So in 1536 Luther writes that “in this way I… have been preserved by the grace of God the past eighteen years. I have let my enemies rage, threaten, slander, and damn me…. I have let them worry anxiously how they might kill me and destroy my teaching, or rather God’s. Moreover, I have been… of good cheer…. That is, I have committed my cares to our Lord God, into which He had led me absolutely without my will or counsel…. When I look behind me and consider how matters stand,… I really must be surprised that things have gone so far. I should never have dared to imagine that even one tenth of what is now evident would happen” (LW 12:175). Even though God allows his good cause in us to be “buffeted and tempted,” Luther still believed he’d prevail because God can “perfect that which has been begun” in us (LW 44:375). For God “it is who will complete and close it outside and beyond our counsel and effort; concerning this I have not the slightest doubt” (LW 49:337). “For he who has begun his work in you will also graciously complete it, since we are unable to help ourselves in such matters. We are unable to accomplish anything against sin, death, and the devil by our own works. Therefore, another appears for us and in our stead who definitely can do better; he gives us his victory, and commands us to accept it and not to doubt it” (LW 50:21).

     In 1947 Karl Barth elaborated upon these insights. “It was not Paul,” he writes, “who began the good work in Philippi, nor did the Philippians themselves do so by becoming converted. God began it. That strips them and him of all glory, all self-assurance, but precisely therewith also of all despondency, all inquisitorial deliberation as to whether everyone in Philippi is still as much in earnest as ever and will always remain so; whether they will keep faith and not perhaps forsake the way upon which they have entered. It is a question of God’s earnestness, God’s good faith, God’s way – and there is certainly no question about him, whatever the state of the Philippians may be. Paul believes (for himself as for the others) in the sanctification with which God hallows the unholy” (Karl Barth, Epistle to the Philippians: 40th Anniversary Edition, trans. James W. Leitch, 2002, p. 17). And so it is “not their hardships that contradict the gospel,… but the gospel that contradicts their hardships” (G. Hunsinger, Philippians, 2020, p. 12)!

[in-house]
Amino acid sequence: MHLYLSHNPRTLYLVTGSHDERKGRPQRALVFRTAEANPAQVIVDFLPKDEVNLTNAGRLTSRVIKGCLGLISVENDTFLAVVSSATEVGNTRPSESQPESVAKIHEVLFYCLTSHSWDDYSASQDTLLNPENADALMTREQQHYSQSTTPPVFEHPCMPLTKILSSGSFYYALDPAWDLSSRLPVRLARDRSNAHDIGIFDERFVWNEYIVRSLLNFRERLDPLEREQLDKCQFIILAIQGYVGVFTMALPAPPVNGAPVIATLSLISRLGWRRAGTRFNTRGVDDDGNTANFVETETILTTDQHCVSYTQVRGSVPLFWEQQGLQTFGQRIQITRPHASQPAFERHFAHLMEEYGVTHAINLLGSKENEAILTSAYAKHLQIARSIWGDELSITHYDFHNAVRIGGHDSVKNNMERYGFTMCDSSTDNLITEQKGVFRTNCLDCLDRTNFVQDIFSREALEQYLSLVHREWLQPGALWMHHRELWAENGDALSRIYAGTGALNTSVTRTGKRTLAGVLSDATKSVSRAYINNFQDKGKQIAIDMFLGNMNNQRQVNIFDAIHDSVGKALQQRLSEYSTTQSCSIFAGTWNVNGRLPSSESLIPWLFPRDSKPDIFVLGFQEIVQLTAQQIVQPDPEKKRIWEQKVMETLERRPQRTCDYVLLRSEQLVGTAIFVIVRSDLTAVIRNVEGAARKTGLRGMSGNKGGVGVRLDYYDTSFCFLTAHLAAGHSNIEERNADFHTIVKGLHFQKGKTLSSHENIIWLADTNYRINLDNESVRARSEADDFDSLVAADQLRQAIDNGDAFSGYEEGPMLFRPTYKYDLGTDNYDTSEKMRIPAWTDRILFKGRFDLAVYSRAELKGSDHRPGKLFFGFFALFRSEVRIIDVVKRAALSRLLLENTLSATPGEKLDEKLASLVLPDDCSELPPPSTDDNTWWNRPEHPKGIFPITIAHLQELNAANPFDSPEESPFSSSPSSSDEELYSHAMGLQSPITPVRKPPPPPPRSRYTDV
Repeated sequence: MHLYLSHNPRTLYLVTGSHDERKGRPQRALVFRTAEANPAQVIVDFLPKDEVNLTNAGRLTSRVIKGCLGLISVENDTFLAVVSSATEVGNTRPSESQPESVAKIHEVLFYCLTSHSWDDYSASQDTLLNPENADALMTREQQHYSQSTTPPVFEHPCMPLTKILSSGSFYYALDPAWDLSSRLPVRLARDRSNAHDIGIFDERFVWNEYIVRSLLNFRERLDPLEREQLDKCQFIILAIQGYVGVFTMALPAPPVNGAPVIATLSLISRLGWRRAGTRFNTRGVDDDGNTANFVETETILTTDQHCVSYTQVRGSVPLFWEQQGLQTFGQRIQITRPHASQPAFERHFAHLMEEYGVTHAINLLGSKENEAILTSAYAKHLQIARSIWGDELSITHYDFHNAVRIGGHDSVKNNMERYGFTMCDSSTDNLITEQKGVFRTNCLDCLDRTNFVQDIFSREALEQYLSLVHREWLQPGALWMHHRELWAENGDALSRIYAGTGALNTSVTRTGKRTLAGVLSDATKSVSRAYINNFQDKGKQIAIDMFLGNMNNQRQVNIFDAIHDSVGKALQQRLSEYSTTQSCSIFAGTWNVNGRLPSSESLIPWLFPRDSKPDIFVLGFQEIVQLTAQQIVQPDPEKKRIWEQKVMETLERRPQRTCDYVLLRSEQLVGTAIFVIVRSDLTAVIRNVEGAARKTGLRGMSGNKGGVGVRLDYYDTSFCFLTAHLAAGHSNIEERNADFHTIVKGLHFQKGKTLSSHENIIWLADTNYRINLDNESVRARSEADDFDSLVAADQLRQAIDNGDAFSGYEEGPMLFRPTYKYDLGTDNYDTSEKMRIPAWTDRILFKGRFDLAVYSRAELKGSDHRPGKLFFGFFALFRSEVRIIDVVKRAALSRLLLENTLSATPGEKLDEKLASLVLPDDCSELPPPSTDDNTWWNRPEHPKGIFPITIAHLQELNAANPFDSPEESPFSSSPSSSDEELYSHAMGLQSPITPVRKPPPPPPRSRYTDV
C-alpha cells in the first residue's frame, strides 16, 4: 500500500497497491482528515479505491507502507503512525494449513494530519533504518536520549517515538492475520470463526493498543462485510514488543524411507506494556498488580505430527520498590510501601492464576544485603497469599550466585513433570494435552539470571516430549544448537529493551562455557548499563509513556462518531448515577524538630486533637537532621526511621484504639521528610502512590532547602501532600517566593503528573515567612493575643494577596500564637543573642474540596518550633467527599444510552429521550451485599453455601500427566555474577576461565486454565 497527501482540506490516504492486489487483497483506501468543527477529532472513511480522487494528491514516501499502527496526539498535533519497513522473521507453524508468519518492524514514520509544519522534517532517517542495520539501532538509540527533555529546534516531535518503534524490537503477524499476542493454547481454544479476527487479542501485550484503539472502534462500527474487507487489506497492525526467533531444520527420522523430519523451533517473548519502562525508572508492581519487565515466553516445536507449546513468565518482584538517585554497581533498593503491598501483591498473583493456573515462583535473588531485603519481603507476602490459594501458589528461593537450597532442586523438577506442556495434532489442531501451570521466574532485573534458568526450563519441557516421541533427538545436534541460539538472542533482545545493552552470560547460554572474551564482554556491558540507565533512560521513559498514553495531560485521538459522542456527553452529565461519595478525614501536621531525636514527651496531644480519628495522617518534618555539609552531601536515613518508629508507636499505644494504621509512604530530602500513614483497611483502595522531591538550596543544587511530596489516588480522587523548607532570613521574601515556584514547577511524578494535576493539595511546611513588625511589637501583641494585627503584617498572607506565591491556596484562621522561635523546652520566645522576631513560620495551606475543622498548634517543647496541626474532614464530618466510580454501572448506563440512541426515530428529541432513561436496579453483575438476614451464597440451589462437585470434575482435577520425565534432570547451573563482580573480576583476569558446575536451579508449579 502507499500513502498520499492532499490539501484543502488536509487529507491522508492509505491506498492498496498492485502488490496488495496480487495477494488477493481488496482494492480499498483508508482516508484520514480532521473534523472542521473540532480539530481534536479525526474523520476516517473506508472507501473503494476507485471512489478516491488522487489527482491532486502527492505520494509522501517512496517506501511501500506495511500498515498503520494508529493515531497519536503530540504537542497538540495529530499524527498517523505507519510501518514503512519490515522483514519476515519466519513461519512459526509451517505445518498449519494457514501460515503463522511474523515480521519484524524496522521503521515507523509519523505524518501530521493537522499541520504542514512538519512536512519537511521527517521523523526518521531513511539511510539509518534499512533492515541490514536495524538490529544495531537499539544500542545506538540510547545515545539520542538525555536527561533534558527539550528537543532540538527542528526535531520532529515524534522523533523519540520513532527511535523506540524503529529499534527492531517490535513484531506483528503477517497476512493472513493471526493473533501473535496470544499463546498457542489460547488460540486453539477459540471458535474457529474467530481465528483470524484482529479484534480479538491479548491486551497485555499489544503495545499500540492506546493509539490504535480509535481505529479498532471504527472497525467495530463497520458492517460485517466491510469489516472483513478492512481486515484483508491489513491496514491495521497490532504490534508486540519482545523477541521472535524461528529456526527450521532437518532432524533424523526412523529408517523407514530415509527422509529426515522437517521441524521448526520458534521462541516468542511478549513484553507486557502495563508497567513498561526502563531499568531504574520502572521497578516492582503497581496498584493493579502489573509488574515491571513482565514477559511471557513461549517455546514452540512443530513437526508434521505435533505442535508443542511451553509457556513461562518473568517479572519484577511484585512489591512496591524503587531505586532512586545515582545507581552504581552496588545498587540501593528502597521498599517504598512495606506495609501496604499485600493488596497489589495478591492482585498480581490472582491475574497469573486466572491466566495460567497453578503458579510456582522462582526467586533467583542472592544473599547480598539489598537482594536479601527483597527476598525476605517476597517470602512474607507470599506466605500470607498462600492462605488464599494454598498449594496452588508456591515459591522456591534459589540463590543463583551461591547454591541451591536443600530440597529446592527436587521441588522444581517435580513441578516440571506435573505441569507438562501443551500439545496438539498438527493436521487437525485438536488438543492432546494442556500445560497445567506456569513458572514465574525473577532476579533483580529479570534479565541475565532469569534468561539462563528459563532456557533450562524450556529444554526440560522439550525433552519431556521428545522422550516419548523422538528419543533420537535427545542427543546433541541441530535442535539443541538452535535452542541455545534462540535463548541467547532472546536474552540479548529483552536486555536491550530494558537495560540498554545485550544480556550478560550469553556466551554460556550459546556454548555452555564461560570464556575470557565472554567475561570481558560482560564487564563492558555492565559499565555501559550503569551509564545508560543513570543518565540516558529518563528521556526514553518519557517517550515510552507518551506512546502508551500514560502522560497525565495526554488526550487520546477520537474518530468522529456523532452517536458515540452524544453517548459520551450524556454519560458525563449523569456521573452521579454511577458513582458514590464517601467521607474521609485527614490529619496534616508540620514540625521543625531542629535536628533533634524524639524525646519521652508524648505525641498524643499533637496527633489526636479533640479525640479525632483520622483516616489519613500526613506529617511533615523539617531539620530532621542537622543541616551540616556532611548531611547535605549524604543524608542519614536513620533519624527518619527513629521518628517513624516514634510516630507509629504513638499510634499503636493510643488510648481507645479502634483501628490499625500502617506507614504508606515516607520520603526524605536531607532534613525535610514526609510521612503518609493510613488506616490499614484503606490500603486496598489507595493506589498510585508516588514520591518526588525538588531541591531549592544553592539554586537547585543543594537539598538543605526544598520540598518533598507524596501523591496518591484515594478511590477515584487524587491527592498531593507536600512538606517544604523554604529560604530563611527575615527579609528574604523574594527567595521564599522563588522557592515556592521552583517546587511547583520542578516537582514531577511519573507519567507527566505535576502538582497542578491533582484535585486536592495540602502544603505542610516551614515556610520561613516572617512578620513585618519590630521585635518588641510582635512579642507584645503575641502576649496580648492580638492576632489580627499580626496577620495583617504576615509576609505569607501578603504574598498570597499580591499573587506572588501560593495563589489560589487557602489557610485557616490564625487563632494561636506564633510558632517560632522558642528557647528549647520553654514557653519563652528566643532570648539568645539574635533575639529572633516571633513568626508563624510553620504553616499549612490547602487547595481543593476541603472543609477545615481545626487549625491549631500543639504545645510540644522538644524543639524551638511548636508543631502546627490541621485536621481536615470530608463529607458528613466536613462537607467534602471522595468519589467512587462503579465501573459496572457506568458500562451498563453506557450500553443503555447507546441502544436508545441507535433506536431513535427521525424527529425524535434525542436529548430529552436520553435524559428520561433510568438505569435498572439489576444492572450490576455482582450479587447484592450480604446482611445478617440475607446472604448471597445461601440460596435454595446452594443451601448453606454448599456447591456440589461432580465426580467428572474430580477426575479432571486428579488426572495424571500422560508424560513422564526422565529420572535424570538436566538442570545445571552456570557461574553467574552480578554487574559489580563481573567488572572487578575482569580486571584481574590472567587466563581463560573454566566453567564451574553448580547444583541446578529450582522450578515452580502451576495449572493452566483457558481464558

Catching Up on Plague Literature


by David M. Buerge

Seattle, Washington

March 2020


AS WE SHELTER IN PLACE it is time to catch up on plague literature.  Giovanni Boccaccio’s Decameron, “Ten Days”, set outside Florence during the bubonic plague of 1348 appeared in 1353. Daniel Defoe’s, Journal of the Plague Year, set in London during the Great Plague (bubonic) of 1665-6, based on his uncle’s notes, saw print in 1722. Histories of Seattle’s influenza outbreak from September, 1918 to February 1919, can be explored on line, and Albert Camus’ The Plague, set in the French Algerian city of Oran during a 1940s cholera outbreak (the actual outbreak happened in 1849) was published in 1947.

     All deal with the human response toward mass death and suffering. In Decameron, seven young women and three young men flee Florence and spend the time telling earthy, engaging stories and jokes. Defoe’s narrative has strikingly modern parallels: the appeal of statistics, economic inequality enabling the rich to flee while the poor die and the debilitating, encompassing fear. 

            For Seattle, details of the plague’s onset and the turbulent civic reaction so matches present experience that its history could serve as a route-guide. But objectivity generalizes the trauma.  Influenza orphaned journalist Emmett Watson (1918–2001) and author Mary McCarthy (1912–1989), arguably turning them to writing.  I am privy to another family’s account.

            Medard (pronounced Mido’r) Emard, a street railway conductor, his wife Catherine and children Louise, Joe, Rose, Catherine and Margaret lived in Belltown. A light pole cum-hitching post near their house bore tooth marks made by panicked horses chewing on it during the great 1889 fire. Louise was ten and Margaret two when their mother became one of Seattle’s 1,400 plague victims in early 1919.